Furthermore, even if we were to apply the three-inquiry analysis from New Hampshire v. Maine, it will not “impose an unfair detriment” on Tamer to limit any eventual recovery to the amount actually seized from his apartment. See 532 U.S. at 750-51, 121 S.Ct. 1808. Any harm Tamer may have suffered as a result of the government's mistake would have occurred at the time of sentencing. In that regard, it is not clear that he suffered any prejudice, even in the sentencing context. Tamer's PSR, in a section entitled “Assessment of Financial Condition,” states that he “earned at least $10 million during the months before his capture and arrest.” In addition to this $10 million, the PSR also states that his ability to “pay the maximum fine and restitution is also supported by the cash that was seized in 1999. During the searches and seizures in December 1999 alone, over $2 million in cash was recovered in or around three apartments on Wilshire Boulevard, one of which was Ibrahim's.” The erroneous $981,485.00 figure, therefore, represented only a portion of the $2 million in cash cited by the PSR-and that number was itself only offered to supplement Tamer's $10 million in unaccounted-for drug proceeds. It therefore seems unlikely that Tamer's sentence would have been materially affected if the relevant line from the PSR had been properly amended to state that “over $1.5 million in cash was recovered in or around three apartments ․”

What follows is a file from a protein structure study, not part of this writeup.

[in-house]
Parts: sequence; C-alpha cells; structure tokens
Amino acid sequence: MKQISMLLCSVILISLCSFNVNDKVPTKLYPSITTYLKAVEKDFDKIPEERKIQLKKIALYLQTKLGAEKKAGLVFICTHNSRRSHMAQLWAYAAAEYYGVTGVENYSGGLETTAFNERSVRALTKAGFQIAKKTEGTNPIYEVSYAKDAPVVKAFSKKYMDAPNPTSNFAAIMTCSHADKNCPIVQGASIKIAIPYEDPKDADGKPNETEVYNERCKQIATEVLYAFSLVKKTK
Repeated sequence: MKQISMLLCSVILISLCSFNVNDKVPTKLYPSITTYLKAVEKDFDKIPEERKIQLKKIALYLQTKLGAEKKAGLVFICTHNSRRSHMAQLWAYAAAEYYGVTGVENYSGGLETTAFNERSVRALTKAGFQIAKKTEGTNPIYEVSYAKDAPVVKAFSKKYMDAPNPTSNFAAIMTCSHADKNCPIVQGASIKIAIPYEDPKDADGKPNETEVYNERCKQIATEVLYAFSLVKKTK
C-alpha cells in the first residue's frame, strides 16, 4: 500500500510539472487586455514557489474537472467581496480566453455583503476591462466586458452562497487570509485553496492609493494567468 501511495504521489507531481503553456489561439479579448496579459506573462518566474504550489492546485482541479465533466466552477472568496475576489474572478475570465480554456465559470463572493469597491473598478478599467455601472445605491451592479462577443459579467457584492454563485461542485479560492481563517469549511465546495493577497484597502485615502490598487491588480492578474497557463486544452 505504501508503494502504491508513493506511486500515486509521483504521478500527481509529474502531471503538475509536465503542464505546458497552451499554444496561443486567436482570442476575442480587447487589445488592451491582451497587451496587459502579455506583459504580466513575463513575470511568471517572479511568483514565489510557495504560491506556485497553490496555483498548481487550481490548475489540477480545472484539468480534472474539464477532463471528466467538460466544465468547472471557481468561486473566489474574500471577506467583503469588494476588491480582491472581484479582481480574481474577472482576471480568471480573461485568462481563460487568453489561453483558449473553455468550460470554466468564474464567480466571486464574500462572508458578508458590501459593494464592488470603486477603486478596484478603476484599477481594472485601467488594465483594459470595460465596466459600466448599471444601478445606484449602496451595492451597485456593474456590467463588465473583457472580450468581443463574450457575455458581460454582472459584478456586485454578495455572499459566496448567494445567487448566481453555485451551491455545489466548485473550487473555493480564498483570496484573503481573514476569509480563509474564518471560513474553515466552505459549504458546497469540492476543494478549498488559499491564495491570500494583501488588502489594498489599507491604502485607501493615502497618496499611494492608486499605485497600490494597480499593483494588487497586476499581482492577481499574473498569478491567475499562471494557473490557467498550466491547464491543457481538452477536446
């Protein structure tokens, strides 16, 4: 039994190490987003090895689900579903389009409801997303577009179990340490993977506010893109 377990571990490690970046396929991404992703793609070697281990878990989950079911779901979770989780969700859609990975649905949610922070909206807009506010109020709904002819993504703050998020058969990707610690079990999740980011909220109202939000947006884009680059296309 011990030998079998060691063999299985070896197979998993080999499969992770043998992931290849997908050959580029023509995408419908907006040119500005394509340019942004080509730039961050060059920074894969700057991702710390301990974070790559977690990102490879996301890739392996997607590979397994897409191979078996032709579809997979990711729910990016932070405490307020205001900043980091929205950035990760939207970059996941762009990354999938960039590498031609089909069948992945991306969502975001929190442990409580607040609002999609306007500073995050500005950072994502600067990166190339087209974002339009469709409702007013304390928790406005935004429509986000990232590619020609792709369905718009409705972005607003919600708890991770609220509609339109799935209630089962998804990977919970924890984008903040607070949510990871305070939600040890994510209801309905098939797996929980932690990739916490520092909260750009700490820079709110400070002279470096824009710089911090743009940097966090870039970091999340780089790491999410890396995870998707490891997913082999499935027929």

In any event, this issue is not directly before us. Whatever prejudice Tamer may have suffered at the sentencing stage hardly justifies the “return” of nearly half-a-million dollars in funds that were never actually seized from his apartment. To the extent Tamer wishes to challenge his sentence directly due to the misplaced decimal point, the government has stated during oral argument that it would not oppose a coram nobis petition to the district court.
REVERSED AND REMANDED.
WALLACE, Circuit Judge: